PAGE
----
From tied up to untied.

It has been a year of juxtapositions, of opposites attracting, of finding profound meaning in the deepest of suffering.

It was there in my blood-the disease, the fight, the poison that healed me.

It was there in my blood, the tool kit, the road map, the navigation system for how to find calm in the most violent of storms.

It was year that forced me to be selfish- when I am most comfortable giving.

It was a year that at caused me to retreat and become silent, when I wanted to be screaming.

It was a year that forced me to slow down when I am used  to sprinting.

It was a year that tested all relationships- physically, emotionally and spiritually.

It was a year of soul searching, evaluation, and deep contemplation.

It was a year of unlocking the parts of myself that had been quieted and dormant.

It was a year of spiritual and creative awakening.

It was a year where my vulnerabilities were put on display, and my inner most strength accessed and harnessed.

It was a year where I was put on pause, and the rest of the world was on play.

It was a year where I watched your lives unfold, hoping to one day join you.

It was a year where where I lived somewhere between reality and fantasy.

It was a year of paralysis and a year of movement.

It was a year where I tiptoed  between the shadows and the sunlight.

Tomorrow as I officially mark my 1st Cancerversary- you will find me twisting somewhere between these what was and what is- between what was lost and what is now found.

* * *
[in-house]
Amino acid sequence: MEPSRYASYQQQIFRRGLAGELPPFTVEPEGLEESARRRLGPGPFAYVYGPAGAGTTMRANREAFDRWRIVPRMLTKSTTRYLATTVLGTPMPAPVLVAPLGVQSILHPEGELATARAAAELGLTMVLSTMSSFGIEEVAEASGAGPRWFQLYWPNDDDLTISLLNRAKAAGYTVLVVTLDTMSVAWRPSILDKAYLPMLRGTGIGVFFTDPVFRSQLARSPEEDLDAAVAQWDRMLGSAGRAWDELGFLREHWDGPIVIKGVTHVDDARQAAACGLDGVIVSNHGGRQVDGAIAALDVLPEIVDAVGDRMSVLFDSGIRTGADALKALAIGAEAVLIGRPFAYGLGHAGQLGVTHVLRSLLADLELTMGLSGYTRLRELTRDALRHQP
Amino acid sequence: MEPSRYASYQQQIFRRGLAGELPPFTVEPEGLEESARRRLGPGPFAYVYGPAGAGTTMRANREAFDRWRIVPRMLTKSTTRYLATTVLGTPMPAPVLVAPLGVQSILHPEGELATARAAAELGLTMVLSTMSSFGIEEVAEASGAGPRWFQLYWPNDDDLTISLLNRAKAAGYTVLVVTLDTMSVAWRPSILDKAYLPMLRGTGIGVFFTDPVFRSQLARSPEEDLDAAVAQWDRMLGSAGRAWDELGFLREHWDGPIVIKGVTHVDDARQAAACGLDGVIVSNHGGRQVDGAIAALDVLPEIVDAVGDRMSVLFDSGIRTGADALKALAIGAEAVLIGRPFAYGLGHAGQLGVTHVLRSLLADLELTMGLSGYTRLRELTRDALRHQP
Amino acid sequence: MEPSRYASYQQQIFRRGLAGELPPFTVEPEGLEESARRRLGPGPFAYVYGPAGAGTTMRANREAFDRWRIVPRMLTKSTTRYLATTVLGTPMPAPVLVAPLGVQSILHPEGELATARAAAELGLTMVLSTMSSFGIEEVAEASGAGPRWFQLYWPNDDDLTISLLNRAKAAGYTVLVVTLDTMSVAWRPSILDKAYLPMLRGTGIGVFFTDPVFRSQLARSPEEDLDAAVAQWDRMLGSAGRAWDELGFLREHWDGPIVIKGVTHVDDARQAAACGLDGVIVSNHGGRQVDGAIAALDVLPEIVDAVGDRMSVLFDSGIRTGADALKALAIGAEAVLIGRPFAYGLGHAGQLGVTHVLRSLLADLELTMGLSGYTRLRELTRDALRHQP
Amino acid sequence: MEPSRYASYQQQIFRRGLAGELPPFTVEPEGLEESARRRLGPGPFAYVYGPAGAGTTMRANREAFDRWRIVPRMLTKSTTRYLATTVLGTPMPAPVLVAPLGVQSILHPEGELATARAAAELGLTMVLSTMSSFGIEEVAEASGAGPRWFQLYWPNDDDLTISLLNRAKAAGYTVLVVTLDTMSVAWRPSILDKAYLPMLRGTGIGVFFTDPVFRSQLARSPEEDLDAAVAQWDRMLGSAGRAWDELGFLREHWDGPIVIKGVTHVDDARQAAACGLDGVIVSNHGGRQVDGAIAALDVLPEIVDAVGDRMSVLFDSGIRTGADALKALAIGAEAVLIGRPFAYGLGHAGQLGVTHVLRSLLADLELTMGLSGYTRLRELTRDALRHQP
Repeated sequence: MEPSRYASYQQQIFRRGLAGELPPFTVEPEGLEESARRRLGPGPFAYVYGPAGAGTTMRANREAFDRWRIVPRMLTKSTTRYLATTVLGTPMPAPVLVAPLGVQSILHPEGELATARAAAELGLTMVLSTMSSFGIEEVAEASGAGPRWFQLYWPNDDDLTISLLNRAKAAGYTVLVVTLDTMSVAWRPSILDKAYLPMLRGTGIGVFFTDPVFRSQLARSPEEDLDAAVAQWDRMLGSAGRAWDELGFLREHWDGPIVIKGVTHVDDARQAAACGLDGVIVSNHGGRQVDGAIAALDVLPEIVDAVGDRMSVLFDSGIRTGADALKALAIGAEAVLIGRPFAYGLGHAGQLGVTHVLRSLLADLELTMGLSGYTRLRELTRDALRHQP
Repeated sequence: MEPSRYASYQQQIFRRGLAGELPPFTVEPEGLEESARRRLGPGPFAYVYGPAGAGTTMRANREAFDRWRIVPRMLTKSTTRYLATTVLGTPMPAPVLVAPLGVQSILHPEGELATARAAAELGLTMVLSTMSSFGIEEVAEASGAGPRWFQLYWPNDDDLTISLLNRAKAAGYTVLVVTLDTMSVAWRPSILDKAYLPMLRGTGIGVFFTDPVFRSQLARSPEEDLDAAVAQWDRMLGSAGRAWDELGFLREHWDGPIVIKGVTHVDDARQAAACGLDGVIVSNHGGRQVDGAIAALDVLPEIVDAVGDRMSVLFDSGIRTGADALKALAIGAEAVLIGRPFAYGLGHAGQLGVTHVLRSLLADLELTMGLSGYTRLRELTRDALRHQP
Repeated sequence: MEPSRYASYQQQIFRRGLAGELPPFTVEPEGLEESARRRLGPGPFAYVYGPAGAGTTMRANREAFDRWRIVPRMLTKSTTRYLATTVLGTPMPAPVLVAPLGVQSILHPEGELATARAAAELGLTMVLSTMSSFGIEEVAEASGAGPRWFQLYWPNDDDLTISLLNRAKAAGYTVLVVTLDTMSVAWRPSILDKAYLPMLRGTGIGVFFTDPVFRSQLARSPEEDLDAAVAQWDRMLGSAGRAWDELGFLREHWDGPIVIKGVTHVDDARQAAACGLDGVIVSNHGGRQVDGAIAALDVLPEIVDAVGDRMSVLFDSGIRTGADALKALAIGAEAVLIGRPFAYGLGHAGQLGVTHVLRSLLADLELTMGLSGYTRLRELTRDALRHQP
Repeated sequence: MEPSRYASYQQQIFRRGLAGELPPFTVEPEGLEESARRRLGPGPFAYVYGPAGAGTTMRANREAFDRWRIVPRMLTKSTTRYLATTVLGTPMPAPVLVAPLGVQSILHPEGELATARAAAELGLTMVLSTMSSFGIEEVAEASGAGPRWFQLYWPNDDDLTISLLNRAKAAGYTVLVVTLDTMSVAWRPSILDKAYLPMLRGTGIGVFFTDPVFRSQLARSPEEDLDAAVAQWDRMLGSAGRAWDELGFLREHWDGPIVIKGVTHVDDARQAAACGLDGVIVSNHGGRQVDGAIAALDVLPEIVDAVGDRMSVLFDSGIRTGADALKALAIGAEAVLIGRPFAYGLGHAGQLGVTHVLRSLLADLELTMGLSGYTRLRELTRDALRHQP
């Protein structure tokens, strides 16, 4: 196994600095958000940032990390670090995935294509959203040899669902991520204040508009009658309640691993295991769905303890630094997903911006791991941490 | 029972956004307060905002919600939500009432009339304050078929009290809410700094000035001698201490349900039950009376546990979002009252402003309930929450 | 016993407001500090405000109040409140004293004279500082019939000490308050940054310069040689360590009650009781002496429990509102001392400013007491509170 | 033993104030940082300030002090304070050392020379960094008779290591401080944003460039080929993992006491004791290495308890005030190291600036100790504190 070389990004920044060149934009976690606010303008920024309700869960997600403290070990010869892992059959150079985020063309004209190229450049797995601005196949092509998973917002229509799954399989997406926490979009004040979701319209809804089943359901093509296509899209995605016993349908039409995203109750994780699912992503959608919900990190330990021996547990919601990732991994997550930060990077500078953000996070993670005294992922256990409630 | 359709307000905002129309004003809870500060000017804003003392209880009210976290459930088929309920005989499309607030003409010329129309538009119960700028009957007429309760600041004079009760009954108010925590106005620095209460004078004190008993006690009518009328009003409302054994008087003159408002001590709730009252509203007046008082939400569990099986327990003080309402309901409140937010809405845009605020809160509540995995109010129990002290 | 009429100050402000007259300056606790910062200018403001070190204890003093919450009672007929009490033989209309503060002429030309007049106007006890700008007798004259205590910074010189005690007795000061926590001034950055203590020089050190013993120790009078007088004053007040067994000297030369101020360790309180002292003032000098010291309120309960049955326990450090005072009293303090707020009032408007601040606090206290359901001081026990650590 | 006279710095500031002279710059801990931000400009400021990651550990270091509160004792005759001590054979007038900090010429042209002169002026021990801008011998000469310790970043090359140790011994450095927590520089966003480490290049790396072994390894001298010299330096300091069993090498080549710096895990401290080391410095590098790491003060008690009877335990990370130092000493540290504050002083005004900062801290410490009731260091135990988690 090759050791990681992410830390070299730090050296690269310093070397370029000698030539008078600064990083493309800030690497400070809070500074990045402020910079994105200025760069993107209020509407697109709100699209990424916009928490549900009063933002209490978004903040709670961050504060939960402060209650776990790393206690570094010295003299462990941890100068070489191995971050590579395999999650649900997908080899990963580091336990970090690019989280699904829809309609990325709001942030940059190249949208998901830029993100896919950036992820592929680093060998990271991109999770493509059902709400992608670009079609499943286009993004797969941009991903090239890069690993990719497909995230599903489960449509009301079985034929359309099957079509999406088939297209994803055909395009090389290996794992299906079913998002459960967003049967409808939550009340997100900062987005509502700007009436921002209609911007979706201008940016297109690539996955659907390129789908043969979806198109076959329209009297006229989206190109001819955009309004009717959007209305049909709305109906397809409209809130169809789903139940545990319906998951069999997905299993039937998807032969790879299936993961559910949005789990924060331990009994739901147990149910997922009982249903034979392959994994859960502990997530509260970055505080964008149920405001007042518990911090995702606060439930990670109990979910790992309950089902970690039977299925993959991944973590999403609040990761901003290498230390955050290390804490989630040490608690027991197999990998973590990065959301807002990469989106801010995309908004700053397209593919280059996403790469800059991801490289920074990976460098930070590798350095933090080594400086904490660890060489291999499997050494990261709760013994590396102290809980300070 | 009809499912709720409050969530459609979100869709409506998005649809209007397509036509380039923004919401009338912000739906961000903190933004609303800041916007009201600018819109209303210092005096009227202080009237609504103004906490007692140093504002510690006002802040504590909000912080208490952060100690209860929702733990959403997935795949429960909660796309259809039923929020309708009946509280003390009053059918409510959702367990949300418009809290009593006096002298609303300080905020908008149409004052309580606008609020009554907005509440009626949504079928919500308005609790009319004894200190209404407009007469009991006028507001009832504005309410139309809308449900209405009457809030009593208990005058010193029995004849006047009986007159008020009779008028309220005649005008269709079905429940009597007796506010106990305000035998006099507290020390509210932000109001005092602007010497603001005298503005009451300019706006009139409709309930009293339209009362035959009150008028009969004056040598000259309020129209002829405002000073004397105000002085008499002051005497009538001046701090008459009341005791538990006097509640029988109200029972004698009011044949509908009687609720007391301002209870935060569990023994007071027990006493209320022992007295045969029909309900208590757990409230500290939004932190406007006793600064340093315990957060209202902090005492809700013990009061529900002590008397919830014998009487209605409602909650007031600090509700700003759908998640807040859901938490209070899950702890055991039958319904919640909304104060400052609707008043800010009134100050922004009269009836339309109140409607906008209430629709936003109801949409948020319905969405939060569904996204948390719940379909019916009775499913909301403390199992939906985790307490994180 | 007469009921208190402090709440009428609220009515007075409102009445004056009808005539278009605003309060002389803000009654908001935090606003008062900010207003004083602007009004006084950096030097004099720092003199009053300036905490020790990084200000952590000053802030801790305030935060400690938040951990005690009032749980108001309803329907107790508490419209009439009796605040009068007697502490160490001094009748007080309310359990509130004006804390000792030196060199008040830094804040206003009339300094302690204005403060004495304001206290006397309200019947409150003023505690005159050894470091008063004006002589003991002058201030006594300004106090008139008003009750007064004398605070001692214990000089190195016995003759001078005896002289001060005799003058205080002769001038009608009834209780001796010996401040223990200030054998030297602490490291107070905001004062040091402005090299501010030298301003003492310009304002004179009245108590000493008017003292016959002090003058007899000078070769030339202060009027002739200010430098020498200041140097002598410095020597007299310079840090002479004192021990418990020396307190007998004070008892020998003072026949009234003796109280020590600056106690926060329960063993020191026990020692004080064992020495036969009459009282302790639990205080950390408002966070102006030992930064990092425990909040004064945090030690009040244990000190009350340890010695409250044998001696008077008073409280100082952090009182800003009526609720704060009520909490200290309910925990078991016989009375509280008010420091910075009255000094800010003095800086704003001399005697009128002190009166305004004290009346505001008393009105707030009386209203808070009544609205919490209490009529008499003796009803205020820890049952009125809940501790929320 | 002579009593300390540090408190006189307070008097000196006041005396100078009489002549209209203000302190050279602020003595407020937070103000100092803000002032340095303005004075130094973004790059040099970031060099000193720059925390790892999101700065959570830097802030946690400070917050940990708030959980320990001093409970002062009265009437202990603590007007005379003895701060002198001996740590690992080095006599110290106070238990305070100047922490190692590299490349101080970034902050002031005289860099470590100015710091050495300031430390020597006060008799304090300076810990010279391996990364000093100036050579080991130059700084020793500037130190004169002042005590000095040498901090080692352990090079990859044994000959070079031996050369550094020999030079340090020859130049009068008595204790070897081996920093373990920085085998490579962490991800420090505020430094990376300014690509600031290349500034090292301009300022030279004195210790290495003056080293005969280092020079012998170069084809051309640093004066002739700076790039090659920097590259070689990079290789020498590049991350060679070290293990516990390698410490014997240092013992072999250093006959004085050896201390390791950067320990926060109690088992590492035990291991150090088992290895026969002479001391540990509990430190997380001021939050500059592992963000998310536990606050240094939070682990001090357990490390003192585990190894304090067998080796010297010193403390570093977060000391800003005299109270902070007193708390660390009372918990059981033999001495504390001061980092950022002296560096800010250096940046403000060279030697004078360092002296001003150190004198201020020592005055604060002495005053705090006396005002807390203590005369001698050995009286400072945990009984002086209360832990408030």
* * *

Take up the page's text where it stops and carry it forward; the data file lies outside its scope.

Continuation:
These two worlds, these two selves- these two experiences-  live within me.

I approach this day with the profound gratitude that I am alive, that I am here, that I am present,and that I have survived.

May this year of taking become a year of giving.

Thank you for the lessons learned, for the hope renewed, for a life elevated.

I am and will be forever be grateful for you.


On Track for a Cure

On Sunday October 9, 2011- over 400 survivors and their loved ones attended UCLA’s On Track for a Cure ( at UCLA’s Drake Stadium to celebrate survivorship and the importance of living life in spite of Cancer.

On Track for a Cure was conceptualized and created by Dr. Pinter Brown and Dr. Timerman, two leading Lymphoma specialists that not only treat patients but are responsible for developing novel immuntherapeutic approaches for Lymphoma and other related Cancer’s at UCLa’s Medical Center. This event aimed and succeeded  in creating a sense of community amongst survivors and supporters, and helped to raise money and awareness for Lymphoma Research.

Following Dr. Pinter Brown and Dr. Timmerman’s keynote address, Michael C. Hall, star of the hit television show Dexter, led the survivors and their loved one’s in a victory lap around Drake Stadium.  Following the walk, Jesse Palter and the Alter Ego ( graced the stage with incredible energy and talent.  I concluded the event by sharing my story and leading the group in the twist.

It was a day of celebration, and most importantly a day filled with hope.

It was a true privilege to be apart of this event and I look forward to continuing to support  the efforts of the talented UCLA staff and their inspirational community of survivors.

A special thanks to Steve Bartolucci and Jonny Imerman for connecting the dots and making this happen.

And to the Tiny Twisters- thank you for moving with me.


Michael C. Hall Leading the Pack!



Rockstar Survivor Kristin Brown

The Motley Crew- TJ, Adam Siegal, Jesse Palter and Sam Barsh